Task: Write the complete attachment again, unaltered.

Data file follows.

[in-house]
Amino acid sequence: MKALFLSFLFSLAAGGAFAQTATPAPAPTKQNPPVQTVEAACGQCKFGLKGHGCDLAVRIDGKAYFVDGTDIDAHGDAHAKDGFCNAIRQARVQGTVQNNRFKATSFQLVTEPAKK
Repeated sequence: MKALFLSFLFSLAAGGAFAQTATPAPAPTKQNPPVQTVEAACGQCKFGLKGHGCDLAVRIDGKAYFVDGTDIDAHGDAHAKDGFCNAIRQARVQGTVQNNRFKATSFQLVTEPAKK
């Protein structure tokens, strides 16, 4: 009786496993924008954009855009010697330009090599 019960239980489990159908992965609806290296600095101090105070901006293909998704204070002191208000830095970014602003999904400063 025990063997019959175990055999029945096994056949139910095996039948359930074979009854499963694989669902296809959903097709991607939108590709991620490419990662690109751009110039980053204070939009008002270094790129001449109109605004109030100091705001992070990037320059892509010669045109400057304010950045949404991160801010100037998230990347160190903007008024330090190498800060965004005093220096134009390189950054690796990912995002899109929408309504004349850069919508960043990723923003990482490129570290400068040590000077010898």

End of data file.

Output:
[in-house]
Amino acid sequence: MKALFLSFLFSLAAGGAFAQTATPAPAPTKQNPPVQTVEAACGQCKFGLKGHGCDLAVRIDGKAYFVDGTDIDAHGDAHAKDGFCNAIRQARVQGTVQNNRFKATSFQLVTEPAKK
Repeated sequence: MKALFLSFLFSLAAGGAFAQTATPAPAPTKQNPPVQTVEAACGQCKFGLKGHGCDLAVRIDGKAYFVDGTDIDAHGDAHAKDGFCNAIRQARVQGTVQNNRFKATSFQLVTEPAKK
């Protein structure tokens, strides 16, 4: 009786496993924008954009855009010697330009090599 019960239980489990159908992965609806290296600095101090105070901006293909998704204070002191208000830095970014602003999904400063 025990063997019959175990055999029945096994056949139910095996039948359930074979009854499963694989669902296809959903097709991607939108590709991620490419990662690109751009110039980053204070939009008002270094790129001449109109605004109030100091705001992070990037320059892509010669045109400057304010950045949404991160801010100037998230990347160190903007008024330090190498800060965004005093220096134009390189950054690796990912995002899109929408309504004349850069919508960043990723923003990482490129570290400068040590000077010898």